There's a famous custom mentioned by the Rema (Orech Chayyim 583:2):
יש המדקדקים שלא לאכול אגוזים שאגוז בגימטריא חטא
There are those who are meticulous not to eat nuts [on Rosh Hashanah] for the gematria (numerical equivalent) of (the Hebrew word) "egoz" (nut) equals "cheit" (sin).
There's only one problem with this custom – or at least the explanation for it: the math is off. The words are not equal. Egoz (אגוז) is 1+3+6+7=17. Cheit (חטא) is 8+9+1=18. They're not even equal to each other!

Maybe that's precisely the point. Sin represents the definition of imperfection. Through our shortcomings, we demonstrate just how incomplete we truly are. In this simple custom, we refrain from eating nuts, to remind us of this exact point – that we are not perfect, and have much to strive for during the Ten Days leading up to Yom Kippur.

Friday, August 21, 2015

The Jews of Prague (Part 1)

We don't get out much - at least from a vacation perspective. The last time Rena and I actually traveled on a vacation away from home for longer than a Shabbat took place on our Aliyah pilot trip, more than seven years ago. So when I turned forty a few years back we decided that we'd go away for a short trip. This spring, we finally made good on that decision and booked a trip to Prague.
Rena had the foresight to book our stay at the only kosher hotel in Prague - the King David (highly recommended). That was a particularly good choice, as the options for kosher food are incredibly limited, and it was great to start the day with a good kosher breakfast. No, it wasn't an Israeli-hotel kosher breakfast, but it was close. It was also great to have a minyan without having to look that far.

Prague is beautiful - clean, interesting, European, and a great place to walk around. Interestingly, there really isn't a Jewish community in Prague to speak of. It's basically gone, and hopefully never coming back. I see no reason to rebuild a destroyed Jewish community. Yet, Jews were everywhere, and our portrayal wasn't particularly flattering.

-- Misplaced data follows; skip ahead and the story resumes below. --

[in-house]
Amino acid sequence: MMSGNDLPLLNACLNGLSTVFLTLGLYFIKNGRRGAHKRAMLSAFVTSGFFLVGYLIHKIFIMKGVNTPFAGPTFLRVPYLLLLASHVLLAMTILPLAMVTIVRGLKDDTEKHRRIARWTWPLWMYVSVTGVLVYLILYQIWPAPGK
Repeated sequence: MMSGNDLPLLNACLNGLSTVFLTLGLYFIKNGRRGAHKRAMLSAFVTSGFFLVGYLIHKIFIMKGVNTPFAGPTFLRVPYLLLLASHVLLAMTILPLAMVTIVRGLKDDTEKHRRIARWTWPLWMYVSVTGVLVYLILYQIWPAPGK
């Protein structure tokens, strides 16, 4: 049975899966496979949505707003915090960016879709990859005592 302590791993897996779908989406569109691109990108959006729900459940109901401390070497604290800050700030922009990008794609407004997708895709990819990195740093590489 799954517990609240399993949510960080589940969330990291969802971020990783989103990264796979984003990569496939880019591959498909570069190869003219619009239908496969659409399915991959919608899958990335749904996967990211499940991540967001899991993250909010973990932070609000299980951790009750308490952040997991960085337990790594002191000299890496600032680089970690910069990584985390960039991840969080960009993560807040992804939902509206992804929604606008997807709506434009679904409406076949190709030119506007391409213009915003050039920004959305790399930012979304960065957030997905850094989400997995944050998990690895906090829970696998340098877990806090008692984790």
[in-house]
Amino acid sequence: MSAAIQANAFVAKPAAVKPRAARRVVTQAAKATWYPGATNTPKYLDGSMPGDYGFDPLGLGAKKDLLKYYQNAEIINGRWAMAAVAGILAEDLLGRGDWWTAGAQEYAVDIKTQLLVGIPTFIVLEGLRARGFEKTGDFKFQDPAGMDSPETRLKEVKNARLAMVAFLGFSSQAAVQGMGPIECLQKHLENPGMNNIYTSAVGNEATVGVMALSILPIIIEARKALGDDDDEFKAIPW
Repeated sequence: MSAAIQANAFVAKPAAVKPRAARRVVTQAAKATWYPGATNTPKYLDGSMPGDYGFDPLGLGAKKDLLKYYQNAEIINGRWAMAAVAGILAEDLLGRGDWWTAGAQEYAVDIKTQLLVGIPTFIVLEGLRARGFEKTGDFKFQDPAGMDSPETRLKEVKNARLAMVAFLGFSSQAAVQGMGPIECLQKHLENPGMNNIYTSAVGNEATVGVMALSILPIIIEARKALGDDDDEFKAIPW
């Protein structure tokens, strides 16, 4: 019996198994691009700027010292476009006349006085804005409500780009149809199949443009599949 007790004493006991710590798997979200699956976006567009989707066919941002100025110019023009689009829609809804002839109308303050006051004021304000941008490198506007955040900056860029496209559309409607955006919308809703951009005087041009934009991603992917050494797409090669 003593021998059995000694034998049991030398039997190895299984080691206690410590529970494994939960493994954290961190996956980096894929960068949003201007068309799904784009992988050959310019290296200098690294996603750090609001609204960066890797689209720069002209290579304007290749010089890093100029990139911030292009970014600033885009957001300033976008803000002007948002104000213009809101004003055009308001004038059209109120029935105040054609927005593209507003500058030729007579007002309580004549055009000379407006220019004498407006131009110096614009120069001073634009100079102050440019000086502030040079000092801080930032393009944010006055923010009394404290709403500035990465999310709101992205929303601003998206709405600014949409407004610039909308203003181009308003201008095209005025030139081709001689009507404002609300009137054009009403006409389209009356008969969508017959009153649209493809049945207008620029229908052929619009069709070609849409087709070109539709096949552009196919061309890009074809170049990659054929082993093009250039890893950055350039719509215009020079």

The Prague Astronomical Clock
Take the clock. There's a very famous clock Astronomical Clock in the Old Square in Prague that's a gathering point for tourists who come to watch the show of the clock striking each hour. It really is a show, and it's also a pretty incredible feat of engineering, as it was first build in 1410. After we settled into our hotel, it was one of the first thing that we saw.

Of the many fascinating aspects of the clock (it tells time in three different ways, including sha'ot zmaniyot!), there are also figures standing at the sides of the clock representing different human traits. Standing at the two sides of the clock are four figures (you can see them here): Vanity, death, the miser and the Turk. Sounds nice. Except the "Miser" isn't known as such. Here's how he's described not on an official tourism website:
The Prague Astronomical Clock is located close to Old Town square and it is one of the city major attractions. The clock has been in the square since 1410 and it is a very special clock since it was used not only to indicate the current time, but also the month and the day of the year (and the name you should give to your kids depending on their birthdate), moon phases, zodiac information and much more. The clock also depicts different figures like vanity, death, a Jew and a Turk. Finally, at every hour, two doors open on the clock to show the 12 apostles and a man dresses as a pageboy plays a horn from the top of the clock tower. Make sure you are nearby the clock in time, the show is very fast!
For hundreds of years, next to the Turk (not a complimentary sculpture) stands a miserly Jew (you can see him standing to the left of the clock in the picture above). The four figures stand as a religious warning about the passage of time, as an admonition to onlookers to use their time well: don't waste your time with silly things like vanity, as death nears ever closer with every tick of clock. The same goes for the Turk (who clearly symbolizes violence and vulgarity). And finally, don't be consumed with money, as is the miserly Jew, who cares for nothing but his bag of gold.

I can't say that I found the stereotype surprising. Bigotry is what it is, and I guess it's no different now that in was six hundred years ago.

Welcome to medieval Prague.